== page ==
· Jan 6, 2020 4m read

Filtering MDX results with SQL using %SQLRESTRICT


%SQLRESTRICT is a special %FILTER clause for use in MDX queries in InterSystems IRIS Business Intelligence. Since this function begins with %, it means this is a special MDX extension created by InterSystems. It allows users to insert an SQL statement that will be used to restrict the returned records in the MDX Result Set. This SQL statement must return a set of Source Record IDs to limit the results by. Please see the documentation for more information.

Why is this useful?

This is useful because there are often times users want to restrict the results in their MDX Result Set based on information that is not in their cubes. It may be the case that this information may not make sense to be in the cube. Other times this can be useful when there is a large set of values you want to restrict. As mentioned before, this is not a standard MDX function, it was created by InterSystems to handle cases were queries were not performing well or cases that were not easily solved by existing functions.

Does %SQLRESTRICT replace any existing features?

%SQLRESTRICT will work alongside a couple existing features, but it opens the door for new possibilities.

1) Currently Build Restrictions allow users to only include data into their cube that meets a certain criteria. Build Restrictions are also SQL statements but the main difference is that Build Restrictions happen at build time, %SQLRESTRICT happens at run time. Both of these have their pros and cons. For example, a Build Restriction will directly limit the number of records in your cube. This means that queries will never even bother looking at other records to see if they meet the given criteria. However, if you want to use multiple Build Restrictions against the same set of data, you will need to have multiple cubes (one for each Build Restriction). %SQLRESTRICT needs to generate the index for which records to include on the fly. This has the benefit of allowing you to test out different restrictions without possibly needing to wait hours for your cube to build. Since multiple %SQLRESTRICT clauses can be included in your Cube, these different filters can be toggled on and off. You can easily switch between different restrictions or no restrictions at all. This can all be done from a single cube definition.

2) Searchable measures function in a similar way to %SQLRESTRICT since they can help efficiently query dynamic conditions without needing to build the exact condition into your model. Both of these will create a new index at runtime to use within the query. %SQLRESTICT will query against your Source Data, which means it does not require an index on the data being used to restrict to exist in the cube like searchable measures do.

3) Large sets of members do not always work well in MDX. It is possible that this can cause poor query performance. This is because each time context of a new member is used within an MDX statement, the engine needs to do additional work to either include or exclude the results for the given member. Using %SQLRESTRICT can force the SQL engine to generate an index to be used within the DeepSee engine without the DeepSee engine needing to do a lot of the necessary calculations.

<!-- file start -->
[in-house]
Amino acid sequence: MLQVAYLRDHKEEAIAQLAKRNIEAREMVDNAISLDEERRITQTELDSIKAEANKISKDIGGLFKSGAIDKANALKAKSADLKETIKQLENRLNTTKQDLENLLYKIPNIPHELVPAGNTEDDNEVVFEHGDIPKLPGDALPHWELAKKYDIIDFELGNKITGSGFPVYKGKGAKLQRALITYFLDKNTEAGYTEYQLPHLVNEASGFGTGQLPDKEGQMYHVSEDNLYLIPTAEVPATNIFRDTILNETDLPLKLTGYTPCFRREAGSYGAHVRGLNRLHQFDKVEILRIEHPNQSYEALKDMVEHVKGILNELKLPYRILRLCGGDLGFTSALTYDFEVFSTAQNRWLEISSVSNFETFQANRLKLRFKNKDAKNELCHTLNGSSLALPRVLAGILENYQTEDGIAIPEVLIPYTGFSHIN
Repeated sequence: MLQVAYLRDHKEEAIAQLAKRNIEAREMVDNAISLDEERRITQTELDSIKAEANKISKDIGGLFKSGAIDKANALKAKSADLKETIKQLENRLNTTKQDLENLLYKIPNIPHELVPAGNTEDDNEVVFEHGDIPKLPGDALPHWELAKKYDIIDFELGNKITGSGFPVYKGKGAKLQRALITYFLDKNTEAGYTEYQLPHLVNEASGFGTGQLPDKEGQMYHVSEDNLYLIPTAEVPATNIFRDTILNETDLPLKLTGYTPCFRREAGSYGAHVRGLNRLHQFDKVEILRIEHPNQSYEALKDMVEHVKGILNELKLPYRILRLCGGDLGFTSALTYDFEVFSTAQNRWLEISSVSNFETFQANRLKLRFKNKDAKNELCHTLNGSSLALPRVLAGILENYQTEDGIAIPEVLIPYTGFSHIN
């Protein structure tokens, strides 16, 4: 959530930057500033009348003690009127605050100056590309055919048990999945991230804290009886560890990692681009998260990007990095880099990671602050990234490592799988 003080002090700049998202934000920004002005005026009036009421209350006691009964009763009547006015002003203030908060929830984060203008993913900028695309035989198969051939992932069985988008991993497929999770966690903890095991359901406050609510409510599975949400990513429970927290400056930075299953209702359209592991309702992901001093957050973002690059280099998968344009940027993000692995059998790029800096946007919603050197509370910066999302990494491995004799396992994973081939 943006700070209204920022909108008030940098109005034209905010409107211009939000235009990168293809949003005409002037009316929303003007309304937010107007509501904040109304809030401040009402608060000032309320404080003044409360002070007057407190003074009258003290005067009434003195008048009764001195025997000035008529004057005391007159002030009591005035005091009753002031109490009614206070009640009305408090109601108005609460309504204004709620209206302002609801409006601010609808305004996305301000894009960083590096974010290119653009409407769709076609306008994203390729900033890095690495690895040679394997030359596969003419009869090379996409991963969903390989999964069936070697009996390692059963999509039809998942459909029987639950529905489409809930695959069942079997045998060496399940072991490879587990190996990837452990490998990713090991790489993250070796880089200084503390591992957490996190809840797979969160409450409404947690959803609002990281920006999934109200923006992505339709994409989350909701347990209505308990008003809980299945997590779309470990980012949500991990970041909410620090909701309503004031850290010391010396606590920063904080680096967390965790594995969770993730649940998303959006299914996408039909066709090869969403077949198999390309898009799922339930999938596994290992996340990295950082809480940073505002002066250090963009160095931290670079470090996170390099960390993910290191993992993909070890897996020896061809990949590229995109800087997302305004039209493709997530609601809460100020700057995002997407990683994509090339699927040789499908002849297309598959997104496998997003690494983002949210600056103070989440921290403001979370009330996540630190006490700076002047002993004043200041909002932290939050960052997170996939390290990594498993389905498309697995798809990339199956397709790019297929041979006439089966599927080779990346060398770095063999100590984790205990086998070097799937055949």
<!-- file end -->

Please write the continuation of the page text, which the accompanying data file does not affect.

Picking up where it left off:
4) Perhaps you already have an existing optimized SQL query that defines a cohort. This query can easily be plugged into %SQLRESTRICT and used within MDX to perform additional analysis on this specific group. If you have multiple cohorts, you can easily toggle between the different cohorts if they are used dynamically as a filter.


In the HoleFoods Sample (included in the Samples-BI GitHub Repository), our cube contains grocery store sales. Each record has an associated location in which it was sold. This location contains latitude and longitude information. We do not currently have this information built into our cube and we do not think it would be useful to build into the cube since we already have a dimension that contains "Region", "Country", and "City". A new dried fruit product is being introduced and will be marketed towards colder climates. We would like to monitor how fruit sales in these areas are changing. Instead of going through by hand and picking a list different cities that we think may meet the target criteria, we can simply create a new calculated member that uses %SQLRESTRICT to get a list of Sales Records that meet our criteria. My Calculated Member can have the following expression:

%SQLRESTRICT.&[SELECT ID FROM HoleFoods.SalesTransaction WHERE Outlet->Latitude>45 OR Outlet->Latitude<-45]

As the documentation states, this expression can also start at the WHERE clause:

%SQLRESTRICT.&[WHERE Outlet->Latitude>45 OR Outlet->Latitude<-45]

I can now use this Calculated Member as a FILTER in my MDX query, or I can use it on Rows/Columns. This can be used in addition to regular filters so that we can filter on both this new Latitude restriction AND Product Category=Fruit.

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